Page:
Then began three years of helping run Radio Maubere. We received the broadcasts from the mountains of East Timor sent by the Fretilin/ Falintil resistance. We also occasionally went to our countryside and did two-way broadcasts, whilst keeping a wary eye out for government telecommunications police, as we had been denied a licence. The information went to Sydney and Maputo/ Lisbon, and was published in East Timor News. But it was mostly met with indifference by the world press and governments. The details of this experience are in my chapter in Free East Timor (Vintage, 1998).
We heard the horrifying accounts of a nation being systematically torn apart, raped and genocided. Why did the world let this happen? The broadcasts ceased in late 1978, and at that time the Fraser government gave de jure recognition to the brutal Indonesian military occupation of East Timor - Treachery 3.
The 1980s were an isolated and difficult time for the support activists, as well as for the heroic resistance inside East Timor. Xanana quietly reformed the resistance and began to take it into the towns. So the foreign ministers Gareth Evans and Ali Alatas probably thought they were on a winner with the Timor Gap Treaty in 1989 - Treachery 4. Their glee in fact galvanised some who saw the injustice. And as with most treaties and acts conceived and born in injustice, they will unravel.
The Dili massacre at Santa Cruz, 12 November 1991, electrified the world when they saw it on film bravely taken by Max Stahl. Many groups formed or reformed. In Darwin we became Australians for a Free East Timor (Affet). Charlie Scheiner and others formed Etan and the email list for East Timor, which became the main information and linking mechanism. Initially from Jean Inglis in Japan the Ifet link with the UN was formed. Street action, as well as the paper war of lobbying and submissions, grew in Darwin and all over the world.
But Australia signed a defence treaty with the Suharto regime, another one conceived and born in injustice. The Howard government continued to support the Suharto regime despite its military atrocities in East Timor - Treachery 5. Only after the devastation became so great that the world finally cried 'enough', was Interfet created in September 1999. The Keating defence treaty was torn up. Howard now pretends Australia has always been East Timor's best mate.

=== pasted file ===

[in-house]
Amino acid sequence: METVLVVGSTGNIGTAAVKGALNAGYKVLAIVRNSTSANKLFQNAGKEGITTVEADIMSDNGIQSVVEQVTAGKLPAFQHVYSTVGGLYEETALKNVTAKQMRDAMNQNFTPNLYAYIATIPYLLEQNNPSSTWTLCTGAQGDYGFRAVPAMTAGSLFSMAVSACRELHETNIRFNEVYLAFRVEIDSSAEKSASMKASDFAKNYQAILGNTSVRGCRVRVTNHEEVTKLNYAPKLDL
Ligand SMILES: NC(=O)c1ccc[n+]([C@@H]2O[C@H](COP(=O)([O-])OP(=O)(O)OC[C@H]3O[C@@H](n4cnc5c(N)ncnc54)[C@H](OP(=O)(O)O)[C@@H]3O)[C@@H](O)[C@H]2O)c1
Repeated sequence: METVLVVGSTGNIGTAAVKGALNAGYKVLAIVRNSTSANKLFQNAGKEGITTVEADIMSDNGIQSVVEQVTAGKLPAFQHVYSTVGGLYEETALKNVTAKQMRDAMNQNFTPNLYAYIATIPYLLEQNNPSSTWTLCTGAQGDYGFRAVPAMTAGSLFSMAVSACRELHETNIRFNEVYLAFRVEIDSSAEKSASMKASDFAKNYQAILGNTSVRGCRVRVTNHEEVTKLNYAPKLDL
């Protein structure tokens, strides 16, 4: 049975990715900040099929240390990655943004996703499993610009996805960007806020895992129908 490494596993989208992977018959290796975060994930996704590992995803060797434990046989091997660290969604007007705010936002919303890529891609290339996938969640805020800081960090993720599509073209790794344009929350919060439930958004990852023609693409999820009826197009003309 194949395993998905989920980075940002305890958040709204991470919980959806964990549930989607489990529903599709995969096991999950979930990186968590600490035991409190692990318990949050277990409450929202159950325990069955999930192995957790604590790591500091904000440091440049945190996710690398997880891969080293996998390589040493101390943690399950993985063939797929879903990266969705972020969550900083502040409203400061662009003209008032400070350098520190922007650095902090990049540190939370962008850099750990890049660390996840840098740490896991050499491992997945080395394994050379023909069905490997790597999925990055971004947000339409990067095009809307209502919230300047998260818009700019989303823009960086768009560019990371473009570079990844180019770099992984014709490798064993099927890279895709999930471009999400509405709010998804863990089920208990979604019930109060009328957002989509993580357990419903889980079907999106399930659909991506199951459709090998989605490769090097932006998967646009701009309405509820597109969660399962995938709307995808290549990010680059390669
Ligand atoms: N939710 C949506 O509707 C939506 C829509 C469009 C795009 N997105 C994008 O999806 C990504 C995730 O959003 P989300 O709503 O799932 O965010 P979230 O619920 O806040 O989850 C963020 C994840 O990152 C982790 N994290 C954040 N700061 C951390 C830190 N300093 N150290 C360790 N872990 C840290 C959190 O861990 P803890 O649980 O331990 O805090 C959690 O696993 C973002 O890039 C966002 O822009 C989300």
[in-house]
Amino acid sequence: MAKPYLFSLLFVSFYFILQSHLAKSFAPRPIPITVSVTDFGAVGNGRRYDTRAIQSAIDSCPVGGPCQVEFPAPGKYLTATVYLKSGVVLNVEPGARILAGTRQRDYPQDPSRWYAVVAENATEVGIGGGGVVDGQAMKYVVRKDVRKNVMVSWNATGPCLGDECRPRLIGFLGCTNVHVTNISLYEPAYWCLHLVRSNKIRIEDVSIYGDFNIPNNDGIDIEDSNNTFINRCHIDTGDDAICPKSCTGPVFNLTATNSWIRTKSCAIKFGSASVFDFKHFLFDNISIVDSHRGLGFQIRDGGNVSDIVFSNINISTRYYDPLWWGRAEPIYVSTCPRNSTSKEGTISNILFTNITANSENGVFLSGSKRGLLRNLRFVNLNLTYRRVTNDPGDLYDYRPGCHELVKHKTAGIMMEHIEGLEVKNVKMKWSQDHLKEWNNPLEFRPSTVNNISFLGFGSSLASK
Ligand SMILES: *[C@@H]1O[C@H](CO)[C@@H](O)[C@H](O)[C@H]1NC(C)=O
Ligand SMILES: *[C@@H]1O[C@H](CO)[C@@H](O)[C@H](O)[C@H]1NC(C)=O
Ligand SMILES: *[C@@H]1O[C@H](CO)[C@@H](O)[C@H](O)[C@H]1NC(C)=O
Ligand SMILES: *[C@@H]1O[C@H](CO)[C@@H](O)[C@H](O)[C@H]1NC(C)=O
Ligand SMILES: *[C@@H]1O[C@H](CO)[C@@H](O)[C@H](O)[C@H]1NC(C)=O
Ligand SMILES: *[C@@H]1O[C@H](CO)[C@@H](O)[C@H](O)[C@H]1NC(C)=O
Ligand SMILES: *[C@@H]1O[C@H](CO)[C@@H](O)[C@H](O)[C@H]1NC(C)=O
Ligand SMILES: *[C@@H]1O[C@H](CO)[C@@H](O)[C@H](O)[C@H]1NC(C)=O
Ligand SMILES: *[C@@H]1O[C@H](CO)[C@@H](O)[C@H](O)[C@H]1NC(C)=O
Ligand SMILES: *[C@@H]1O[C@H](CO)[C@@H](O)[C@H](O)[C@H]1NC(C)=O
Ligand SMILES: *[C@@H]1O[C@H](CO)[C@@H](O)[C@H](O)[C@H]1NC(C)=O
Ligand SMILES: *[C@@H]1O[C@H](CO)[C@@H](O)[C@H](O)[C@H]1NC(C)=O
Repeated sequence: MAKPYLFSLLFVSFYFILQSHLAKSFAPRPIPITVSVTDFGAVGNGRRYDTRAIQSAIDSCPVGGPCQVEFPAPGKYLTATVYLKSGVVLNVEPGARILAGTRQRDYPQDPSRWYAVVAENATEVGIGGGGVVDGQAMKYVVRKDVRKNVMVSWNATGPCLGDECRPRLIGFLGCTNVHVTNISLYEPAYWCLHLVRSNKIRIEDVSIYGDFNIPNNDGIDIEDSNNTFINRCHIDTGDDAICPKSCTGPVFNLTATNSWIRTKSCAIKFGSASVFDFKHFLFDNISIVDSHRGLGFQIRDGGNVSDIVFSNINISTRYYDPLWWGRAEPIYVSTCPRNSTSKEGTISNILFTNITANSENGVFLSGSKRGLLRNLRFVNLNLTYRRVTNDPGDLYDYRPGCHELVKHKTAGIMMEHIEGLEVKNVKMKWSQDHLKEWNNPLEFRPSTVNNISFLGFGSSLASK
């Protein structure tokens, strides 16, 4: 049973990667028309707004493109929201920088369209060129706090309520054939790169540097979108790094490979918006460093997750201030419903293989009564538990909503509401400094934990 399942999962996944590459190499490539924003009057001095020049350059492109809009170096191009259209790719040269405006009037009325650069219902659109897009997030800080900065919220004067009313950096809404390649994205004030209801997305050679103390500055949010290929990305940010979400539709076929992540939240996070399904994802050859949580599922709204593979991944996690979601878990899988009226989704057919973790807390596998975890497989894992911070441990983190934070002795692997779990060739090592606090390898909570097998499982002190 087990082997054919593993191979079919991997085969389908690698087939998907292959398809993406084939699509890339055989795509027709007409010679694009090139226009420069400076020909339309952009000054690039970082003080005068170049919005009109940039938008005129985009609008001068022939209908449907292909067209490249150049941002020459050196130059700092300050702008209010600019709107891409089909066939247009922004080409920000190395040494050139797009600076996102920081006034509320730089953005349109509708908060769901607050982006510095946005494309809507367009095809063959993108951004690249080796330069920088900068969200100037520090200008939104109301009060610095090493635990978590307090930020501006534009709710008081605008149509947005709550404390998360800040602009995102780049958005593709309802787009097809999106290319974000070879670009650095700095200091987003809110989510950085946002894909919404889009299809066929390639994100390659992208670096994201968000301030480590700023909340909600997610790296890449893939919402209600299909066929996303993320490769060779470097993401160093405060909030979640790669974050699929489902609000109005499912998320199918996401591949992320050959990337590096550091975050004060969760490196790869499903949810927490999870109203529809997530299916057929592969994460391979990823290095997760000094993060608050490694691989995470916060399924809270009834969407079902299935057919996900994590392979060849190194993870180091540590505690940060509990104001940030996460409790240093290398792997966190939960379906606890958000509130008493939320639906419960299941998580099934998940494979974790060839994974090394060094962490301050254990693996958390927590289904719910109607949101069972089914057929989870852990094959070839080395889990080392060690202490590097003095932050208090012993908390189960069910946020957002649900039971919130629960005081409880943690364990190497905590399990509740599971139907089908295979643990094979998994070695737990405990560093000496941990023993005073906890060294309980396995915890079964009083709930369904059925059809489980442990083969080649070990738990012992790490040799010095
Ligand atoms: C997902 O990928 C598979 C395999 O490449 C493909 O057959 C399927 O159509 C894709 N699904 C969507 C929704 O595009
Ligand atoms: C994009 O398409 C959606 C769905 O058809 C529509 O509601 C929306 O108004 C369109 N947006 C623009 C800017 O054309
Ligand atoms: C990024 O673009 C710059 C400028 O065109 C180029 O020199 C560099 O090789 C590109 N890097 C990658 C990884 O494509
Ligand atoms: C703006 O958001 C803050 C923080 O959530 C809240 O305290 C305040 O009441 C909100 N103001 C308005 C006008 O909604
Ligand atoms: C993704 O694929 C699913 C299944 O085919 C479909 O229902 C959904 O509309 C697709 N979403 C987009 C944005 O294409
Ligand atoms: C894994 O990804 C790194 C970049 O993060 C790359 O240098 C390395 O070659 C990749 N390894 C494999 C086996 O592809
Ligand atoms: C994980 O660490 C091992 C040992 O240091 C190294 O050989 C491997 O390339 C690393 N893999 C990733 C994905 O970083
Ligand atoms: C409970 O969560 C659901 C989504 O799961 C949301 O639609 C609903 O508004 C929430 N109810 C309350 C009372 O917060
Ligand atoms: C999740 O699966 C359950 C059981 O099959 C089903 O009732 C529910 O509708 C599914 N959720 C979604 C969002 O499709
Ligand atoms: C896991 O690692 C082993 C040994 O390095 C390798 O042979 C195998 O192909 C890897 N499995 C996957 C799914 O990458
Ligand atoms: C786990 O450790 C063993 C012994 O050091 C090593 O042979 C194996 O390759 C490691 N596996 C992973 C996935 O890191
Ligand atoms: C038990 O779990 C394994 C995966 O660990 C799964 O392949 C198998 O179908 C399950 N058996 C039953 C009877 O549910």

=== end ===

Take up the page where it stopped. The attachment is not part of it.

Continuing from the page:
Oil and gas
Living on the southern shore of the Timor Sea, I have kept an interest in the massive oil and gas reserves, which were part of the reason for the travail heaped upon East Timor by greedy neighbours. We held a conference on these issues back in 1990. The Timor Gap Treaty was always illegal, but it was continued for a while after the 1999 independence ballot, as a starting point for a new agreement. Apart from a bit of coffee, the new nation has few ways of earning hard currency and thus lifting the health and living standards of its people other than from its oil and gas reserves. Unfortunately the inexperienced administration in East Timor, like the Gurindji before them, has been 'dudded' by the greedy and the powerful.
Australia has played hardball once again, with a sneaky formulation of words as a new Timor Sea treaty. There was an effective public expose of this in March/ April 2002, and it was clear Australia was in breach of the international law of the sea. Australia then precipitately withdrew from the UN Convention on Law of the Sea, which guides the settlement of maritime boundaries issues. We concerned activists are continuing a hectic campaign to explain the issues. However the new East Timor government signed this document on 20 May. We can't understand why, it feels like the juggernaut is unstoppable.
But Mari Alkatiri can stop it single-handedly, like Superman! This document undoubtedly will lead to the theft by Australia of most of their seabed resources, valued at over US$30 billion. So, Treachery 6 and continuing. We will keep working with civic society in East Timor and Australia to reverse this and to gain economic justice.
Rob Wesley-Smith (firstname.lastname@example.org) is a spokesperson for Australians for a Free East Timor (Affet), Box 2155, Darwin NT 0801, Australia.
Inside Indonesia 71: Jul - Sep 2002